Book Review: Your Inner Hedgehog, by Alexander McCall Smith

In this latest novel about German academic Professor Dr Dr Moritz-Maria von Igelfeld, two new female members of staff are making waves at the University of Regensburg’s Institute of Romance Philology. Review by Kirsty McLuckie

Alexander McCall Smith PIC: Andrew O'Brien

No one pricks pomposity and self-importance as hilariously as Alexander McCall Smith. Whether it is self-congratulatory assistant lady detectives, officious Scandinavian policemen or snobbish residents of Edinburgh’s New Town, he captures absurdities with a gentle lampooning that we laugh at while perhaps also recognising such tendencies in ourselves.

It is something of a trademark, too, that he lets the reader hear the inner thoughts of characters as awkward conversations progress, as each participant reviews the minutiae of exactly what is said while strategising their own responses, and this technique has reached its zenith in his latest novel, set in the philology department of a German university.

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Here the professors of the structure of language are equally constrained by departmental hierarchy and conventions of etiquette. They spend their days not only obsessing over the precise meaning of words and tenses in obscure languages, but the nuance in their own status and the meaning of their interactions with each other.

Your Inner Hedgehog, by Alexander McCall Smith

In the wider world, we know that universities have become the battleground for a new order of revolutionary thought – so-called wokism – but at the University of Regensburg’s Institute of Romance Philology, the progressive inclusivity which threatens the status quo is on a much smaller scale.

The conflict comes from the arrival of younger, female employees. The first, Dr Schreiber-Ziegler, the new deputy librarian, makes the mistake of entering the Senior Coffee Room on her first day, which is reserved for the exclusive use of the department’s three full professors and the head librarian. Such a breach of protocol is intolerable, but the four established coffee room inhabitants agonise over how such an egregious act can be dealt with.

Herr Huber, the head librarian, is dispatched to inform the offender of her transgression. Her reaction, which is to laugh, say “phooey” to the rules and compare one of the professors to a potato, shocks Huber to his core. “This Dr Schreiber-Ziegler, he decided, was a very dangerous woman indeed.”

So she proves. In order to clear shelf space in the library she removes 21 of the 22 copies of Portuguese Irregular Verbs, the masterpiece written by Professor Dr Dr Moritz-Maria von Igelfeld, to give him his full title. Von Igelfeld is head of the department and takes great offence, despite there being only two records of his book ever being borrowed – once by him.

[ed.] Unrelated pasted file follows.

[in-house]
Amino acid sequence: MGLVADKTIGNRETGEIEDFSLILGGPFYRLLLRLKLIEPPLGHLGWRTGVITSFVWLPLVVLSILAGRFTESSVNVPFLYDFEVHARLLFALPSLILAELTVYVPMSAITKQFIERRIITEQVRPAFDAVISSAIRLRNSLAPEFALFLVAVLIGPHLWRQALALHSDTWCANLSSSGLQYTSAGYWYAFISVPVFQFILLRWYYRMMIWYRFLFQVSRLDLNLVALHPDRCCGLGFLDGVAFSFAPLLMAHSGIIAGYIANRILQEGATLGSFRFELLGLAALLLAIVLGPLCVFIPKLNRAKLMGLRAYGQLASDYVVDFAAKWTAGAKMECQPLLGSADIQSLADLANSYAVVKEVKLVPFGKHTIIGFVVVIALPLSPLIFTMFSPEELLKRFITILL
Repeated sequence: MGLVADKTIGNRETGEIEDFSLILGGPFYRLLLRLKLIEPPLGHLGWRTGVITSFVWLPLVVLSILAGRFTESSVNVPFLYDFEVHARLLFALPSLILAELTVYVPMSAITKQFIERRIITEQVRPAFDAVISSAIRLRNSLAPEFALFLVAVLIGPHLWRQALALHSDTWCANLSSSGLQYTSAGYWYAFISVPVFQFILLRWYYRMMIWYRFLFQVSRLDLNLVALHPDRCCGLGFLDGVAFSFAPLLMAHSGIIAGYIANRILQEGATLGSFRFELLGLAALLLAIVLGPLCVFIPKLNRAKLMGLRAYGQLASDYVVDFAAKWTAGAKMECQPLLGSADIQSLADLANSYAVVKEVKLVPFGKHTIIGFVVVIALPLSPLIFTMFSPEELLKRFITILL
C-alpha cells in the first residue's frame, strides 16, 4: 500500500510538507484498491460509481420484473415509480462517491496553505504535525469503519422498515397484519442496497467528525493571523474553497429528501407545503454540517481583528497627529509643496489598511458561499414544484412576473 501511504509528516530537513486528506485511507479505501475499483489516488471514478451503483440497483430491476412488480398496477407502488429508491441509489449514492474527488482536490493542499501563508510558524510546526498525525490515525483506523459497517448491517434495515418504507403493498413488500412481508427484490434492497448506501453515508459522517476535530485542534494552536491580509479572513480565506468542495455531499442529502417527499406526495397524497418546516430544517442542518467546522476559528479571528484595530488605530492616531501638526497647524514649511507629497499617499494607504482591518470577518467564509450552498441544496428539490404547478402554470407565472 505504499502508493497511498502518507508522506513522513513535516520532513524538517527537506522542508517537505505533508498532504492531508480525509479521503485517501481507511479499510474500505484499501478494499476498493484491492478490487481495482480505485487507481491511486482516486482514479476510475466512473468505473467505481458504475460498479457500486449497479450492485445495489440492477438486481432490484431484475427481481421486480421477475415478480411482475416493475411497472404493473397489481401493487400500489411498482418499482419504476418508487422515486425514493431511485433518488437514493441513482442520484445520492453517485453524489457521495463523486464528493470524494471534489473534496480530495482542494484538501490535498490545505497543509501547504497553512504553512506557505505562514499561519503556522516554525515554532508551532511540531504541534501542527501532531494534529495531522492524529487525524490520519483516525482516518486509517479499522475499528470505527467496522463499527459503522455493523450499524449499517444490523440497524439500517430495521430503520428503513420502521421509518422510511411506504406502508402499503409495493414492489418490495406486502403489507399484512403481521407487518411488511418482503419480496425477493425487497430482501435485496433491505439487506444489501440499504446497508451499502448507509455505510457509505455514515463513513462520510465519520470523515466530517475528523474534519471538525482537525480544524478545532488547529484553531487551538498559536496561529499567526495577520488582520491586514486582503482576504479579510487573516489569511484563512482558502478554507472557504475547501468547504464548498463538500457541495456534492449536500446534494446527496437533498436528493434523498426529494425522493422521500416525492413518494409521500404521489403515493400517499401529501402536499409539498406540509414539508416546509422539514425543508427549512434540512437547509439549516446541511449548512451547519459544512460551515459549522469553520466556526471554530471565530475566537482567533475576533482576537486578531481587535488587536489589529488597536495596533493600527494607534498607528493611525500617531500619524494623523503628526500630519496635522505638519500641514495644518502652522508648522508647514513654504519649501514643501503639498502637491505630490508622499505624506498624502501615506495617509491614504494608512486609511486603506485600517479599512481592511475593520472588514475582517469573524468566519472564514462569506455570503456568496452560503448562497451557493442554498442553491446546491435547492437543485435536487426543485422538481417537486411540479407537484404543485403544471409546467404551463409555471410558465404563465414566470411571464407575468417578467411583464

When Huber is again asked to deal with his deputy, he accuses her of challenging his authority but her reply shocks him:

“Dr Schreiber-Ziegler looked bored. ‘Actually it is far more than that. It’s a challenge to outdated patriarchy. It’s a questioning of assumptions of superiority made on the slenderest of grounds. It’s a knocking on the door of privilege.”

She further accuses Huber of being part of the problem, in echoes of the wider debates going on in the world – if you aren’t with us, you must be against us.

The sedate and rigid world of the institute is further rocked by the arrival of another young woman, an American no less, who insists on addressing her colleagues by their first names, rather than acknowledging their full academic achievements in every exchange.

Such sedition must be dealt with, and the novel follows the knots that the men tie themselves in, while simultaneously competing with each other, disparaging rivals’ work and qualifications, backstabbing and falling victim to petty plots while attempting to squeeze every ounce of recognition and dignity for themselves.

Outside the main action are further delights – the tales of a maiden aunt’s nursing home travails and an unfortunate dachshund with one leg, who utilises a trolley to get around.

Those within the institute do indeed enjoy a cloistered and privileged existence, but there are no real villains here, just a gentle and witty delight at human frailties. As such, Your Inner Hedgehog might be just the antidote we need to the constant real world cacophony of hyperbolic argument and mud-slinging that seems to surround every debate on every issue.

Your Inner Hedgehog, by Alexander McCall Smith, Little, Brown, 216pp, £14.99

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